Oisin Biotechnologies

Oisin Biotechnologies is one of five companies that were spun out of SENS life extension project so far.

Oisin Biotechnologies
Ichor Therapeutics’ LysoClear

Oisin Bio first target is Senescent Cells

When cells detect that they have been irreversibly damaged, they enter a non-dividing condition known as cell-cycle arrest, or senescence. It’s believed this occurs to prevent cells from going rogue and turning cancerous. Ideally, they should die by the process known as apoptosis, but as we age, more and more frequently they don’t. They become zombie cells – unable to kill themselves or resume normal function.

Senescent cells secrete molecules that cause inflammation in an effort to attract immune cells that would usually clear them. But for reasons that are not fully known, as we age, persistently senescent cells accumulate, leading to a vast number of age-related diseases.

Oisín is developing a highly precise, patent-pending, DNA-targeted intervention to clear these cells. As a recent study has shown, clearing senescent cells both reduces negative effects of aging pathologies and also extends median lifespan and survival.

Oisin Accomplishments to Date and the Future

There are two major challenges to clearing senescent cells using our approach.

First is to design and create the DNA construct that recognizes that a cell has become senescent, and then destroys it.
Second is to safely and efficiently deliver this construct into cells throughout the body.
Both goals have been achieved in our pioneering proof of concept experiments in 2016.

Oisin first demonstrated the ability to transduce cells both in vitro (cell culture) and in vivo (in aged mice). Then we showed that p16 positive senescent cells can be killed on demand in both in vitro and in vivo environments. Now they are embarked on experiments that will show improvements in both healthspan and lifespan in model organisms from mice to primates. And then, everything changes.

*SENSOlytics™ is an Oisín proprietary platform technology that enables precise targeting of a senescent cell based on the DNA expression of the cell, not on surface markers or other characteristics that might be shared with normal, undamaged cells.

Oisin Biotechnologies differs from other companies producing senolytic therapies, the name given to treatments that destroy>A senescent cells, in one very important way. The Oisin technology is highly adaptable, and can be programmed to kill any class of cell that has some distinct internal marker in the form of high levels of expression of a specific protein. The founders started with senescent cells based on the p16 marker, but as this latest interview with Gary Hudson makes clear, have expanded their efforts to effectively target cancer with p53, and beyond that they are really only limited by time, funding, and a good map of the internal biochemistry of the target cell type. The sky is the limit in the long term: any type of cell that is undesirable should have some distinctive chemistry that can be attacked, and there are many possible targets.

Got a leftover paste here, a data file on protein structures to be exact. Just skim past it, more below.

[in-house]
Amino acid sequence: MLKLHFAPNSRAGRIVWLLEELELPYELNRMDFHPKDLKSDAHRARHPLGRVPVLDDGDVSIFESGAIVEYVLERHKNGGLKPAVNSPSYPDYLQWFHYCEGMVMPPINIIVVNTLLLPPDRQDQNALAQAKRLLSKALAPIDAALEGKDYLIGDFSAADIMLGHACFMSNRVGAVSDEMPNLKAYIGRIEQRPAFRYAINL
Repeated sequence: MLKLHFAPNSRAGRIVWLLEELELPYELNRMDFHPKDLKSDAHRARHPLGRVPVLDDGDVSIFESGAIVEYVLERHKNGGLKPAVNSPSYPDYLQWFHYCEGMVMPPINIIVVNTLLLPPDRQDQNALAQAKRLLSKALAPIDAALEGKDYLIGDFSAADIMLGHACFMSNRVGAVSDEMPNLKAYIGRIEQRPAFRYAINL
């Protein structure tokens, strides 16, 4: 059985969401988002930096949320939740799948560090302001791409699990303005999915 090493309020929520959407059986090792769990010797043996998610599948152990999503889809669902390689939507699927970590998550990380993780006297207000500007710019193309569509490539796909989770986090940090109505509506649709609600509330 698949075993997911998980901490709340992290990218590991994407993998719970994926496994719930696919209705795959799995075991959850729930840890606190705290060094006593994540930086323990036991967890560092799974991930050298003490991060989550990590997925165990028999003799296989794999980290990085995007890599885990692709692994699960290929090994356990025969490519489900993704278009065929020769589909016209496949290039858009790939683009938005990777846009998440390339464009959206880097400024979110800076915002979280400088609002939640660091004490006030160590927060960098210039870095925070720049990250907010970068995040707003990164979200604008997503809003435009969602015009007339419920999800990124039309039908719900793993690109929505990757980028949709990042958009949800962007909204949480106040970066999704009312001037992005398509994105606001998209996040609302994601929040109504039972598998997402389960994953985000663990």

In June and August of 2016 they demonstrated that naturally-aged, 80-week-old B6 mice, could be safely treated with our therapeutic and have their senescent cells (SCs) reduced significantly in a dose-dependent fashion. For example, a single treatment reduced senescence-associated β-galactosidase (β-gal) staining (a well-accepted marker for senescence) by more than 50% in the kidneys, and restored the tissue appearance to that of about 18-week-old animals. This reduction in SCs was also confirmed by DNA PCR analysis.

They tested their therapeutic in oncology applications. They targeted tumors with p53, in place of the p16 targeting they use in their anti-aging applications. They saw as much as 90% reductions in tumor mass in 24-48 hours of treatment. These results were astonishing and virtually unprecedented.

They subsequently repeated these studies in immunocompetent mice intravenously infused with the aggressive B16 melanoma cell line and showed a reduction in lung tumor metastases of nearly twenty-fold over controls.

The Oisin technology uses two elements.

1. They design a DNA construct that contains the promoter we wish to target. This promoter controls an inducible suicide gene, also called iCasp9 (no relation to CRISPR’s Cas9).

2. They encapsulate that DNA in a specialized type of liposome known as a fusogenic lipid nanoparticle (LNP). The LNP protects the DNA plasmid during transit through the body’s vasculature, and enables rapid fusion of the LNP with cell membranes. This LNP vector is consider “promiscuous” as it has no particular preference for senescent cells – it will target almost any cell type. Once it does, the DNA plasmid is deposited into the cytoplasm and traffics to the nucleus. There it remains dormant unless the cell has transcription factors active that will bind to our promoter. If that happens, then the inducible iCasp9 is made. The iCasp9 doesn’t activate unless a small molecule dimerizer is injected; the dimerizer causes the iCasp9 protein halves to bind together, immediately triggering apoptosis. This process insures that the target cells and bystander cells are left unharmed.

So far, they have not observed any off-target effects.

They also have tweaks to both the promoter side and the effector side of the constructs that will provide even more interesting and useful extensions to the basic capability.